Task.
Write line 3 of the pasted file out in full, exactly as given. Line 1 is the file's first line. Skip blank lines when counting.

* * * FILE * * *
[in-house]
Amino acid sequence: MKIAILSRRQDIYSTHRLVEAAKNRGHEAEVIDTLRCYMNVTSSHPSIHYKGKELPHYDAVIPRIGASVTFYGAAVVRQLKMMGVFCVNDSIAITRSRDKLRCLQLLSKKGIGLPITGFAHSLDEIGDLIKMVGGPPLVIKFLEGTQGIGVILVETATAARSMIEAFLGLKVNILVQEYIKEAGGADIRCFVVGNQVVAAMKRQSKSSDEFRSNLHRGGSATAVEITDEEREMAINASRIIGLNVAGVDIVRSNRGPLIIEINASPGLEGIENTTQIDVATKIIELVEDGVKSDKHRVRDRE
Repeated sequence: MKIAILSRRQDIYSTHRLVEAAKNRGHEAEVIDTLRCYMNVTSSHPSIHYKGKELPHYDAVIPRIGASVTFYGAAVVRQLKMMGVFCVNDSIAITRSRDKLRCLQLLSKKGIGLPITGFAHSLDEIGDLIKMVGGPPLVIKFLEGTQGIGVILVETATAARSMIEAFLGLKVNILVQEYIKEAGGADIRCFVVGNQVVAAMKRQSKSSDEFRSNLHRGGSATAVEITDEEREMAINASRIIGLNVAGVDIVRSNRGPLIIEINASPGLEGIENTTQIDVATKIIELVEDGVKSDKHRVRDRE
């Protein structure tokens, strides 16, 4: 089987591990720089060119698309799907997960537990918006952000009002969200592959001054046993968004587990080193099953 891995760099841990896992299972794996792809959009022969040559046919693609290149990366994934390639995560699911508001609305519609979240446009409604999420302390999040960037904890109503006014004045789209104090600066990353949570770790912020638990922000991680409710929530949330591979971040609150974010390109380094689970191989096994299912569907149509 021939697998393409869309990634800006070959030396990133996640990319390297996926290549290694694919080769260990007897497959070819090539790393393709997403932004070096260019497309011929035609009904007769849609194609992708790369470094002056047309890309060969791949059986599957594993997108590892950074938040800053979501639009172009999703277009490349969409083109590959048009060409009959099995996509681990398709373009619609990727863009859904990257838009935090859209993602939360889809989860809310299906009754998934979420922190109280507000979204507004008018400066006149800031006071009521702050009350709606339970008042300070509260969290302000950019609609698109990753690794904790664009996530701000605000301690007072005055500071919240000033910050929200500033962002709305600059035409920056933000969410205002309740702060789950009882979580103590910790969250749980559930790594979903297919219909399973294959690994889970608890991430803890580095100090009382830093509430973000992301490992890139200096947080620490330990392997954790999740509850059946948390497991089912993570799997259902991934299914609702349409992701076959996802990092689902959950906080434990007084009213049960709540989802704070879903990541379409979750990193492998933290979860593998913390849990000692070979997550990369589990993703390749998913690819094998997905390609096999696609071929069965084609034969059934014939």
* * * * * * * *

Repeated sequence: MKIAILSRRQDIYSTHRLVEAAKNRGHEAEVIDTLRCYMNVTSSHPSIHYKGKELPHYDAVIPRIGASVTFYGAAVVRQLKMMGVFCVNDSIAITRSRDKLRCLQLLSKKGIGLPITGFAHSLDEIGDLIKMVGGPPLVIKFLEGTQGIGVILVETATAARSMIEAFLGLKVNILVQEYIKEAGGADIRCFVVGNQVVAAMKRQSKSSDEFRSNLHRGGSATAVEITDEEREMAINASRIIGLNVAGVDIVRSNRGPLIIEINASPGLEGIENTTQIDVATKIIELVEDGVKSDKHRVRDRE